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|Leiden University catalogue
|Njoya's alphabet: the Sultan of Bamum and French colonial reactions to the 'A ka u ku' script
|Orosz, Kenneth J.
|Cahiers d'études africaines (ISSN 0008-0055)
|Njoya#Sultan of the Bamun# (1867-1933)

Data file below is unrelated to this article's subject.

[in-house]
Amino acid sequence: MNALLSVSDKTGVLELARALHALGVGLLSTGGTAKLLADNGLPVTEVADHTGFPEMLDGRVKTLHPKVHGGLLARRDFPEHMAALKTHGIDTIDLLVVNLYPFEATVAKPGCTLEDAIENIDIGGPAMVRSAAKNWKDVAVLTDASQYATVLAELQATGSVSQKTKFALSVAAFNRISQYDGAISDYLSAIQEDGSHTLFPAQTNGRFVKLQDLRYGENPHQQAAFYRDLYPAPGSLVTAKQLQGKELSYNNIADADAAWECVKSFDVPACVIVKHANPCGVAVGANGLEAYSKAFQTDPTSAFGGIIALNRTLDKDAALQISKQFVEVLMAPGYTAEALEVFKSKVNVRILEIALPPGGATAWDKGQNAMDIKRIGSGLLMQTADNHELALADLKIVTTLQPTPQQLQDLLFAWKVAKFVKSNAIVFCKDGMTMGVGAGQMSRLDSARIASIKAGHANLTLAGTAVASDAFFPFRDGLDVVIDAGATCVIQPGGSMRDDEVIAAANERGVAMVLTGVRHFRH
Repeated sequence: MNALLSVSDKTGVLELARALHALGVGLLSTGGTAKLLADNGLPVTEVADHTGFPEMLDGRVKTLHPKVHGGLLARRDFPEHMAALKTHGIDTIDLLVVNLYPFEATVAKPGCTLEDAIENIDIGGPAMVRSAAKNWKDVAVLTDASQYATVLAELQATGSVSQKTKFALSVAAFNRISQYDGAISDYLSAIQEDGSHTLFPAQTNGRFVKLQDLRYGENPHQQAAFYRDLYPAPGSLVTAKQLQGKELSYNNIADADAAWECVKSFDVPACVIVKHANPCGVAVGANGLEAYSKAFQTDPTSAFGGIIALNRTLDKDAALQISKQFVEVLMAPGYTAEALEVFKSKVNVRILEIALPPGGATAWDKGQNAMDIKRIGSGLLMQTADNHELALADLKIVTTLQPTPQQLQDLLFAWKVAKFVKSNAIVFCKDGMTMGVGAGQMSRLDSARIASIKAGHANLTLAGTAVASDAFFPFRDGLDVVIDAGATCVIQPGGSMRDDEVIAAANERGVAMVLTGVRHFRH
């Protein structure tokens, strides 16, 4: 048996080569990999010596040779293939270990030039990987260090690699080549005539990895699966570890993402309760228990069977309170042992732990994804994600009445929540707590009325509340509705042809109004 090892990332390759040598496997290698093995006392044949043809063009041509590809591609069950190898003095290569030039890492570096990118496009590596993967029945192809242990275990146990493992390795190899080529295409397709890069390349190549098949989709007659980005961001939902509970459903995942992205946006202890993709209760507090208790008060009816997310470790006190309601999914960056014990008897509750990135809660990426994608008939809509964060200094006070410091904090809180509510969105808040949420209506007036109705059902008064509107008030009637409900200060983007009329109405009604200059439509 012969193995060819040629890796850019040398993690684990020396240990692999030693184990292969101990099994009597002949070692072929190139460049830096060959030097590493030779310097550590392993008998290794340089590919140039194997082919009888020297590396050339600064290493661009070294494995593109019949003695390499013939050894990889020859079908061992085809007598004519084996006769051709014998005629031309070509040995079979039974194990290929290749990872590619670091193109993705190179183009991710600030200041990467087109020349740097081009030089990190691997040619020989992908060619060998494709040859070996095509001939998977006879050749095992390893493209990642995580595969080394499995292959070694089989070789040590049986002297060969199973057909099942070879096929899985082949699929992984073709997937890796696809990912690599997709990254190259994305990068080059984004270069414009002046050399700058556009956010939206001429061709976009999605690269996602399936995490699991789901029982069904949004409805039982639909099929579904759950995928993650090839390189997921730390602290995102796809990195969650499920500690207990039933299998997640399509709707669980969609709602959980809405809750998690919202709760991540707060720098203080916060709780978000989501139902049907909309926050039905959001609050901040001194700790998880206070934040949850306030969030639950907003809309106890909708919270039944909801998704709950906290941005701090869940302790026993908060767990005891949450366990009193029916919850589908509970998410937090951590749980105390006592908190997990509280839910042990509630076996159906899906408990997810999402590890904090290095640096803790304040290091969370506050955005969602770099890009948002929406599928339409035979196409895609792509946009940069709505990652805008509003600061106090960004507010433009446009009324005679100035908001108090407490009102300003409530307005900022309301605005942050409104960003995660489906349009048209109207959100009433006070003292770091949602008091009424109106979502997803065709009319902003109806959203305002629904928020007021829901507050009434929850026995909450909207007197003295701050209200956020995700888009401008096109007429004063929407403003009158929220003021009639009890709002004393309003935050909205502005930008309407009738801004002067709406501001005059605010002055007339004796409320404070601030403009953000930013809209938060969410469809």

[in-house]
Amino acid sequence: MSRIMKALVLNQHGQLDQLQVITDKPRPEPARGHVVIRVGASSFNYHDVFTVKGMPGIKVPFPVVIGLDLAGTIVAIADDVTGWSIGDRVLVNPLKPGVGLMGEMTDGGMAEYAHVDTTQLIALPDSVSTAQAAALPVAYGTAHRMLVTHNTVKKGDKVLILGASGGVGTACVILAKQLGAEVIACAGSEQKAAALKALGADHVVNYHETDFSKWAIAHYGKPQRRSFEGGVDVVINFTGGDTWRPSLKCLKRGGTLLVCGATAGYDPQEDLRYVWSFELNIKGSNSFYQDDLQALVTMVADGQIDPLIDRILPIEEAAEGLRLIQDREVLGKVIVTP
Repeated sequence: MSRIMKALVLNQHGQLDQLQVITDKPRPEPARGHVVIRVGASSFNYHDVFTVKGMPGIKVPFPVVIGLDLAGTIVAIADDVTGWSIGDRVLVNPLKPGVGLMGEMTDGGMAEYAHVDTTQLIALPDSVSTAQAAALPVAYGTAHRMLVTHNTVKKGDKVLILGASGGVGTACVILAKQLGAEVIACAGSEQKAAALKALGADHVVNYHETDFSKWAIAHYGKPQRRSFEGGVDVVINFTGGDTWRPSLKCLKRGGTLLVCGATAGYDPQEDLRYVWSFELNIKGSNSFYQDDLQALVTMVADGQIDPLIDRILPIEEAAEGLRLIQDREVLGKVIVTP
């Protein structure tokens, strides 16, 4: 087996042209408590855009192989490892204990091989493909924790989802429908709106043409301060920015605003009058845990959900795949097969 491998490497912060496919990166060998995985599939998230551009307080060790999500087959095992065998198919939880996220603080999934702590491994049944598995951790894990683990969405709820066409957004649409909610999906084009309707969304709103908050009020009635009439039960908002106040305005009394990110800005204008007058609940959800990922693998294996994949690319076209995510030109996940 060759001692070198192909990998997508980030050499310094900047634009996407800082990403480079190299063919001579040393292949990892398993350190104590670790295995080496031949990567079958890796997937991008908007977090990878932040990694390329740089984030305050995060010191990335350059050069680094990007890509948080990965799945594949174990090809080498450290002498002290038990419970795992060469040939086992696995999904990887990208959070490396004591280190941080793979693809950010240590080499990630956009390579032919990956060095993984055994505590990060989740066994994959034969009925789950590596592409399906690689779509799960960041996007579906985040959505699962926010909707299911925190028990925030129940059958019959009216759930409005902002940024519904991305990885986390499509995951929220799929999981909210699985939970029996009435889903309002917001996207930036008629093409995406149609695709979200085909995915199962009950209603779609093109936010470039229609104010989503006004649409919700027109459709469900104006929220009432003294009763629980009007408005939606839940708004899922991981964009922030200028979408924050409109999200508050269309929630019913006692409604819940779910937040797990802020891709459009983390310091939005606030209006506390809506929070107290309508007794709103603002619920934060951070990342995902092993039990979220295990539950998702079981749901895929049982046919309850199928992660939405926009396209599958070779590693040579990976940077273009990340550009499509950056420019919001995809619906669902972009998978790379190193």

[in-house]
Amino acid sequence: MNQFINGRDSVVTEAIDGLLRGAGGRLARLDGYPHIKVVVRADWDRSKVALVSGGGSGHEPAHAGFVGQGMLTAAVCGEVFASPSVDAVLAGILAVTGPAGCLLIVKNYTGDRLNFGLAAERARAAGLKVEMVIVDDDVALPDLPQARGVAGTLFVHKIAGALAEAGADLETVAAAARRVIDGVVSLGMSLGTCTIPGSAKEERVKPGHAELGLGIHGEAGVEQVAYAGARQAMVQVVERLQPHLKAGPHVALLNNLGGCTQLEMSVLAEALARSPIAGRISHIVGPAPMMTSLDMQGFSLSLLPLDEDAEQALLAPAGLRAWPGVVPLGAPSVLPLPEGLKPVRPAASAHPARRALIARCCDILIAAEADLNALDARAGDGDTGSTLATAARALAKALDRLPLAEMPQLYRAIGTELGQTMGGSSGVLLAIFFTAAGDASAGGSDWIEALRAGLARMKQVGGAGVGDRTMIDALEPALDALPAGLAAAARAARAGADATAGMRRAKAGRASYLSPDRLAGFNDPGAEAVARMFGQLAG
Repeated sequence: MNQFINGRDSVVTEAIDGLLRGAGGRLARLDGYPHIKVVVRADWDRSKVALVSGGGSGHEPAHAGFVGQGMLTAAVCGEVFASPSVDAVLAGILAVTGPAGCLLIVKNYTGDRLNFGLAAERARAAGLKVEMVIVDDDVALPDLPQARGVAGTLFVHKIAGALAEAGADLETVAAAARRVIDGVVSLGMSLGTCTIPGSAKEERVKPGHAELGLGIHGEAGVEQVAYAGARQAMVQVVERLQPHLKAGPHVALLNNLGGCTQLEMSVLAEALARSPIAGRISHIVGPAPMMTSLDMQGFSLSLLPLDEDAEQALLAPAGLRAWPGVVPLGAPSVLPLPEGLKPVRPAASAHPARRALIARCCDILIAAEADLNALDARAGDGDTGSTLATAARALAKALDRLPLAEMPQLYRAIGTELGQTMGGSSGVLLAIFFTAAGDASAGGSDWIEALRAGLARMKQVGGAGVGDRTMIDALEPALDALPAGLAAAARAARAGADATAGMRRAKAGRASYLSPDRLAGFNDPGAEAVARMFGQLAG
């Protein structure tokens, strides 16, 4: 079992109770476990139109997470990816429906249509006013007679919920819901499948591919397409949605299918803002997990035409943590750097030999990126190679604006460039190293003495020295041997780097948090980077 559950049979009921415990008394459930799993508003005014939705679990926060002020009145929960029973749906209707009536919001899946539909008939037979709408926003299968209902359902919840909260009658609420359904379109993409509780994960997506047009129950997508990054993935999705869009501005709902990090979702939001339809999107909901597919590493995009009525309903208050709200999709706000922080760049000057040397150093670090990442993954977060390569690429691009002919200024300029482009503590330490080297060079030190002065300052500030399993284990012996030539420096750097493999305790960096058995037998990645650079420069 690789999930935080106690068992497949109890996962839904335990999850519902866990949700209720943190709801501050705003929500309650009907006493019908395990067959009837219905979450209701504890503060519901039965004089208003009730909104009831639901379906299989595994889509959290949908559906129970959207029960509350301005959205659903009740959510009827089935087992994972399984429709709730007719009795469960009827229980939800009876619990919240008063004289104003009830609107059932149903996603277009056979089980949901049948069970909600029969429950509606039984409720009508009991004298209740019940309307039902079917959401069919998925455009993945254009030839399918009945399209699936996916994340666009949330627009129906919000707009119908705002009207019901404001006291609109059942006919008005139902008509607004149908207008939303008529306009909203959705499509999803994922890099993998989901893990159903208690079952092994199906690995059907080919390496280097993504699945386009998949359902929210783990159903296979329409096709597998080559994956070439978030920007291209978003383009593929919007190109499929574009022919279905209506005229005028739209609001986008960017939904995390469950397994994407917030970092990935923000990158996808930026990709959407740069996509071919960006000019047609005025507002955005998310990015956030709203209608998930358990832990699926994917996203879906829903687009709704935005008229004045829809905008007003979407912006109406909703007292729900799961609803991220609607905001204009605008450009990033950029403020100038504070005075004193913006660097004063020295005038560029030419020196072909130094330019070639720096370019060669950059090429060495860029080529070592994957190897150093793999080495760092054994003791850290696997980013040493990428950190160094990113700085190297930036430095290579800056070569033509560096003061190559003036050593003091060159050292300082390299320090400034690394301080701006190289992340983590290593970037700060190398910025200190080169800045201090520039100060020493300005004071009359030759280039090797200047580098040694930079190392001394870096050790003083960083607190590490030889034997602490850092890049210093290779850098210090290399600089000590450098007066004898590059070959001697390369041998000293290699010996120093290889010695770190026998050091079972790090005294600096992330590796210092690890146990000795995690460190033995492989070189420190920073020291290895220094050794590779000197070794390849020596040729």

|Shortly before the turn of the century Sultan Njoya of Bamum developed an independent written script to record the history of his people and provide a secure means of communication for royal affairs. The final version of his script, dubbed 'A ka u ku', was hailed by German colonial authorities as a symbol of intelligence and Njoya's progressive character. The French initially held equally positive visions of Njoya when they replaced the Germans as Cameroon's new colonial master in the wake of WWI. By the 1920s, however, their regard for Njoya was replaced by a growing antipathy which eventually led to the sultan's arrest and exile to Yaoundé. Since the use of 'A ka u ku' declined in the same period scholars have argued incorrectly for decades that it must have been outlawed by local French authorities as part of their campaign to undermine Njoya and curtail his power. In reality, Njoya's script simply fell victim to inter-war politics and the clear material advantages to those Bamum who acquired literacy in French. Bibliogr., notes, ref., sum. in English and French. [Journal abstract]